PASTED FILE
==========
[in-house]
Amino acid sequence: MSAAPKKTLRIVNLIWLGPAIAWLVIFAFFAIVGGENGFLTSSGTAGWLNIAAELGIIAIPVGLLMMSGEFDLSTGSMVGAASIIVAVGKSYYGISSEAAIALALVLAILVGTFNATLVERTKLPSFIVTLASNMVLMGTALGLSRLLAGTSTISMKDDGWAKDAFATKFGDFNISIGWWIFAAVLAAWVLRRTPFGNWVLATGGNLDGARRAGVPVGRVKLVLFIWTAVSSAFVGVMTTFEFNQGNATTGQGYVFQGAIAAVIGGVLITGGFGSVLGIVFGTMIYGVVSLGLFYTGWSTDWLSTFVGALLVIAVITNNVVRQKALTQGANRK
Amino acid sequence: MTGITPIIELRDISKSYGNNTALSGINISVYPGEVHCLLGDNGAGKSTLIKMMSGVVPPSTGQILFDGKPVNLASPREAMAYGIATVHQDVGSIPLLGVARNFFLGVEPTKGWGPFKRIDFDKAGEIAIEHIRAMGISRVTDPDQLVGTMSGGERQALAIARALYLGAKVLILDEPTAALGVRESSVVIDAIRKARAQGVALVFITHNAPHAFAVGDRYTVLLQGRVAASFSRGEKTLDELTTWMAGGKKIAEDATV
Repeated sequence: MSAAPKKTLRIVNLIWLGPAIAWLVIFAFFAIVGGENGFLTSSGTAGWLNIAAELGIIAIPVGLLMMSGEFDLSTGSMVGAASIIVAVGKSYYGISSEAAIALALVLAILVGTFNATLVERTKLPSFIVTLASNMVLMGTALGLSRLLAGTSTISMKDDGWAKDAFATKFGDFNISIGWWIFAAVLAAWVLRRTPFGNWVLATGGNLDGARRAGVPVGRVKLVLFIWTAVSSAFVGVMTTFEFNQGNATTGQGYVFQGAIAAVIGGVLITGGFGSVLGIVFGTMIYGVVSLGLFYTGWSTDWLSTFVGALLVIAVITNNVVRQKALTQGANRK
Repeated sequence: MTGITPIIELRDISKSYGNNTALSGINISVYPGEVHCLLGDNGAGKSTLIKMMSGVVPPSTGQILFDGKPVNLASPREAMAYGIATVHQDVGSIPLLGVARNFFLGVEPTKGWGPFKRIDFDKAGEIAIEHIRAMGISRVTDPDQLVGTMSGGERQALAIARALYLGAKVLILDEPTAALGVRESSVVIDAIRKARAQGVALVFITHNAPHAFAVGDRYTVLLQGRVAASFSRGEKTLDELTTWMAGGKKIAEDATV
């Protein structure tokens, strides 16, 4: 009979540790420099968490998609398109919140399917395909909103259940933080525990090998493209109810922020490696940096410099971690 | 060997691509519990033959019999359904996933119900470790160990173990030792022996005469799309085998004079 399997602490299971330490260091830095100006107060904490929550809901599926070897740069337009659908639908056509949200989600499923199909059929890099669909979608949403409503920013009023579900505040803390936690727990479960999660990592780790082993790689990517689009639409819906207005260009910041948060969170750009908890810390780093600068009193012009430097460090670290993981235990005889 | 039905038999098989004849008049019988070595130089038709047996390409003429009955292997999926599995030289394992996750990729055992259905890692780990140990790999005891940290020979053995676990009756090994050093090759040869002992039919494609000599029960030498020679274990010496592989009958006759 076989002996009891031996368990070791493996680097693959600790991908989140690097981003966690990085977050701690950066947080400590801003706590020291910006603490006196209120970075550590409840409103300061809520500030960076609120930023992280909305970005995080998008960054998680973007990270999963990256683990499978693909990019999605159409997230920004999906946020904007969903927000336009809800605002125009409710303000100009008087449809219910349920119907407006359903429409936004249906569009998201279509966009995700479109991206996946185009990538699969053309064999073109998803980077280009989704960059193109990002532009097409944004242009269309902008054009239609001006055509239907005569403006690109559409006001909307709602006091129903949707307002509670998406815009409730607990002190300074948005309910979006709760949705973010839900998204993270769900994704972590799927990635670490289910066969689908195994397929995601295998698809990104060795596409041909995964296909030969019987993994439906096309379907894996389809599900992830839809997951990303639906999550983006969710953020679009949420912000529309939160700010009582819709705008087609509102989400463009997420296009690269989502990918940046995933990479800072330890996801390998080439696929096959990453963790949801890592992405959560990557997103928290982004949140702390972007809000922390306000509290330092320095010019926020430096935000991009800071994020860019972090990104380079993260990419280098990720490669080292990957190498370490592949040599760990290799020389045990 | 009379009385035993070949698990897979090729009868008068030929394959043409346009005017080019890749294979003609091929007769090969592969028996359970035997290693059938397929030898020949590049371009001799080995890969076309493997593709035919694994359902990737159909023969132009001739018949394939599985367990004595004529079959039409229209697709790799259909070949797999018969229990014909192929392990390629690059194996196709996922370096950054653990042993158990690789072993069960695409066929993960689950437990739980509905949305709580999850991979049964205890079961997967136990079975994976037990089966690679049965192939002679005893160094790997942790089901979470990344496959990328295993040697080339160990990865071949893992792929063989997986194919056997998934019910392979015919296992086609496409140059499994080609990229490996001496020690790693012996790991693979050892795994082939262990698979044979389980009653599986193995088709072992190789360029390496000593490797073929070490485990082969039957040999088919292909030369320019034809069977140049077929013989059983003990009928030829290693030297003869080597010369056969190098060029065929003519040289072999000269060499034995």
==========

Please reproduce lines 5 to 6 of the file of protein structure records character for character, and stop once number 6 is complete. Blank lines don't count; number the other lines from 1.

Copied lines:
Repeated sequence: MTGITPIIELRDISKSYGNNTALSGINISVYPGEVHCLLGDNGAGKSTLIKMMSGVVPPSTGQILFDGKPVNLASPREAMAYGIATVHQDVGSIPLLGVARNFFLGVEPTKGWGPFKRIDFDKAGEIAIEHIRAMGISRVTDPDQLVGTMSGGERQALAIARALYLGAKVLILDEPTAALGVRESSVVIDAIRKARAQGVALVFITHNAPHAFAVGDRYTVLLQGRVAASFSRGEKTLDELTTWMAGGKKIAEDATV
């Protein structure tokens, strides 16, 4: 009979540790420099968490998609398109919140399917395909909103259940933080525990090998493209109810922020490696940096410099971690 | 060997691509519990033959019999359904996933119900470790160990173990030792022996005469799309085998004079 399997602490299971330490260091830095100006107060904490929550809901599926070897740069337009659908639908056509949200989600499923199909059929890099669909979608949403409503920013009023579900505040803390936690727990479960999660990592780790082993790689990517689009639409819906207005260009910041948060969170750009908890810390780093600068009193012009430097460090670290993981235990005889 | 039905038999098989004849008049019988070595130089038709047996390409003429009955292997999926599995030289394992996750990729055992259905890692780990140990790999005891940290020979053995676990009756090994050093090759040869002992039919494609000599029960030498020679274990010496592989009958006759 076989002996009891031996368990070791493996680097693959600790991908989140690097981003966690990085977050701690950066947080400590801003706590020291910006603490006196209120970075550590409840409103300061809520500030960076609120930023992280909305970005995080998008960054998680973007990270999963990256683990499978693909990019999605159409997230920004999906946020904007969903927000336009809800605002125009409710303000100009008087449809219910349920119907407006359903429409936004249906569009998201279509966009995700479109991206996946185009990538699969053309064999073109998803980077280009989704960059193109990002532009097409944004242009269309902008054009239609001006055509239907005569403006690109559409006001909307709602006091129903949707307002509670998406815009409730607990002190300074948005309910979006709760949705973010839900998204993270769900994704972590799927990635670490289910066969689908195994397929995601295998698809990104060795596409041909995964296909030969019987993994439906096309379907894996389809599900992830839809997951990303639906999550983006969710953020679009949420912000529309939160700010009582819709705008087609509102989400463009997420296009690269989502990918940046995933990479800072330890996801390998080439696929096959990453963790949801890592992405959560990557997103928290982004949140702390972007809000922390306000509290330092320095010019926020430096935000991009800071994020860019972090990104380079993260990419280098990720490669080292990957190498370490592949040599760990290799020389045990 | 009379009385035993070949698990897979090729009868008068030929394959043409346009005017080019890749294979003609091929007769090969592969028996359970035997290693059938397929030898020949590049371009001799080995890969076309493997593709035919694994359902990737159909023969132009001739018949394939599985367990004595004529079959039409229209697709790799259909070949797999018969229990014909192929392990390629690059194996196709996922370096950054653990042993158990690789072993069960695409066929993960689950437990739980509905949305709580999850991979049964205890079961997967136990079975994976037990089966690679049965192939002679005893160094790997942790089901979470990344496959990328295993040697080339160990990865071949893992792929063989997986194919056997998934019910392979015919296992086609496409140059499994080609990229490996001496020690790693012996790991693979050892795994082939262990698979044979389980009653599986193995088709072992190789360029390496000593490797073929070490485990082969039957040999088919292909030369320019034809069977140049077929013989059983003990009928030829290693030297003869080597010369056969190098060029065929003519040289072999000269060499034995």